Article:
Ian Buchanan: There were several factors. I took on the role just as market conditions became more challenging. We had to move quickly to adjust our cost base. Technology was on the front line for this, and I was running a large amount of the cost base, so there was an appetite for my ideas. To some extent, it was a case of being in the right place at the right time. After I had built some credibility around delivery and demonstrated thought leadership, I found people were asking for my opinion, not just my functional expertise; they were interested in my views on the business. It was fascinating how quickly I went from not being seen and understood to being respected around the table.

McKinsey: What lessons did you learn the hard way at Nomura about how to make the first 100 days as CIO a success?

Ian Buchanan: I do think that building credible, authentic relationships is at the very heart of being successful. It’s also about speed—making something happen quite quickly. In the first 100 days you have to make your mark. In that period, you also need to formulate a compelling vision because if you want to lead, as opposed to executing the visions of others, you do need to tell a story that everybody can align around. This will also give you a very good narrative for conversations with stakeholders whose support you’ll need to get anything done. For me, a key learning from that period was also that you have to do a lot of listening, even if you already think you know the company. You discover things that you’ve assumed actually were not the case.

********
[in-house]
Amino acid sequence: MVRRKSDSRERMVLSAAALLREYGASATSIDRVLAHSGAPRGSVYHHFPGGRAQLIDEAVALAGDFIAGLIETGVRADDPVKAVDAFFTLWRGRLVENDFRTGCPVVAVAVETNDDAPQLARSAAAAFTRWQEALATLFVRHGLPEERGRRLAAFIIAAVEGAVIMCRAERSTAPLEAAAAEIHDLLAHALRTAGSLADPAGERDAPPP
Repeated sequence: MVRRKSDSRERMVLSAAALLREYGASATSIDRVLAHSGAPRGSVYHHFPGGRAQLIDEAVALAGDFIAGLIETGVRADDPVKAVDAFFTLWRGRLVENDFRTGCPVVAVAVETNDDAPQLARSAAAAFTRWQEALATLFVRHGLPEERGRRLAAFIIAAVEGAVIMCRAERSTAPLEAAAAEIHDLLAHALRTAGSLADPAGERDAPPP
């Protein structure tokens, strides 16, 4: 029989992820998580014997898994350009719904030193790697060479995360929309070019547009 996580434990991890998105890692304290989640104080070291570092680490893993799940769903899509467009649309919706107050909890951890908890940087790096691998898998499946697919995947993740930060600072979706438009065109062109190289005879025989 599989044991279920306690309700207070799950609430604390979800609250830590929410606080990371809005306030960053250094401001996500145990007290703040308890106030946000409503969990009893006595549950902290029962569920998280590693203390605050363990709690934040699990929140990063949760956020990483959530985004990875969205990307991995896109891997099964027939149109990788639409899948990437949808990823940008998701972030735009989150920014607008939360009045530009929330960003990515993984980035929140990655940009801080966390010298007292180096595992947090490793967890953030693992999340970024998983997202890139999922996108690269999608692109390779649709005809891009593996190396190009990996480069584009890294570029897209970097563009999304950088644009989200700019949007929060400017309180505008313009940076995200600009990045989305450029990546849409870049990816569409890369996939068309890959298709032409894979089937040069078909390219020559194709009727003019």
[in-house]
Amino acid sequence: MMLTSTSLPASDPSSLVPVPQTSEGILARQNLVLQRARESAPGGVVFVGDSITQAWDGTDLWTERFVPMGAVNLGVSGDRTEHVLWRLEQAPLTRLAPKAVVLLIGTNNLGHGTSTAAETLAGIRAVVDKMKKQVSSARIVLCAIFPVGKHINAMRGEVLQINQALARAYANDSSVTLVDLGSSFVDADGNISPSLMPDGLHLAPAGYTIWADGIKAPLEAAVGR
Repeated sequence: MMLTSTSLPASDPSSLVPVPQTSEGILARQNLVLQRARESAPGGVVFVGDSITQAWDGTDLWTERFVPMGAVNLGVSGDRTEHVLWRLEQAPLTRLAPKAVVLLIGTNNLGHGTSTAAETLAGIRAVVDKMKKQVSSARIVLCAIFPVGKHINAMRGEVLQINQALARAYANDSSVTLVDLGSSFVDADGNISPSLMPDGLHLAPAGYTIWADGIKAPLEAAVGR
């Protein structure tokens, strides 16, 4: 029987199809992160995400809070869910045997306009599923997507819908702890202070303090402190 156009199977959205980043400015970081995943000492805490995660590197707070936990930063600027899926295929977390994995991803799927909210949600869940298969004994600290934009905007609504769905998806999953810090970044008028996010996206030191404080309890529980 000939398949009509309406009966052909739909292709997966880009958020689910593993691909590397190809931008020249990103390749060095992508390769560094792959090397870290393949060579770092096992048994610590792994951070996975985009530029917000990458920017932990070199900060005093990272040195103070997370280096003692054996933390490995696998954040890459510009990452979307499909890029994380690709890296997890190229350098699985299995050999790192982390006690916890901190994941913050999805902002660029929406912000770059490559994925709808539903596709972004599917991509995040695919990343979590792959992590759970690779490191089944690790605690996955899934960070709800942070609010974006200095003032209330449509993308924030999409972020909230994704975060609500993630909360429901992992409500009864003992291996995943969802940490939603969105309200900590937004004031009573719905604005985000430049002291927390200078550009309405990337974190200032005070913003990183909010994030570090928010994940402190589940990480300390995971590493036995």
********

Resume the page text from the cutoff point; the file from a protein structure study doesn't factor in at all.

McKinsey: Your next job as CIO was at Alliance & Leicester (A&L), which was later acquired by Santander. How different were those first 100 days at A&L from your start at Nomura?

Ian Buchanan: One reason for making the move was that I felt I needed to prove to myself that I could do this somewhere else without the natural progression I had in my previous role. A&L was a midsize retail bank; I didn’t know much about retail banking, only that the business and culture were very different from global investment banking. I’d never worked with anybody at A&L before, so I would have to prove myself without having any previous track record in the company.

As I walked in the door, I soon found we had a burning platform—facing strong competitive forces and needing to bring down costs. After just four weeks on the job, I was asked to attend my first board meeting and give my view on our strategy. So forget about the importance of the first 100 days; this was about the first 30 days.

McKinsey: How did you prepare for the job?

Ian Buchanan: This time I did a lot of due diligence before joining. I talked with some of the consultancy firms that I’d been working with, as well as systems integrators that had been working with the bank, and asked for their views on the challenges.

I also met a number of the nonexecutive directors to get a better sense of the company’s challenges. So when I accepted the job, I hit the ground running, having already formed some relationships, gained insights, and had the intuitive makings of a hypothesis about what the company needed to do with its technology strategy.

If you as a CIO are being asked to drive big change, you need to understand the dynamics, the constraints, and the bottlenecks. By investing early on, you can work out where you are going to put your energies in the first few months.

McKinsey: So in a sense you start before you start. What happened next at A&L?

Ian Buchanan: I listened a lot. It was fascinating how quickly you can form a hypothesis in those early conversations with senior business leaders and others around the bank. The organization knew what it needed to do but did not have the self-confidence to do it. I set out to listen to these views, join up the dots, and become a catalyst for building consensus and transmitting confidence, for example, by going to the board and saying, “OK, we will do these things,” rather than “We could do these things.”

McKinsey: What steps did you take in your first 100 days to understand this organization—its talent, IT platforms, technologies, and providers?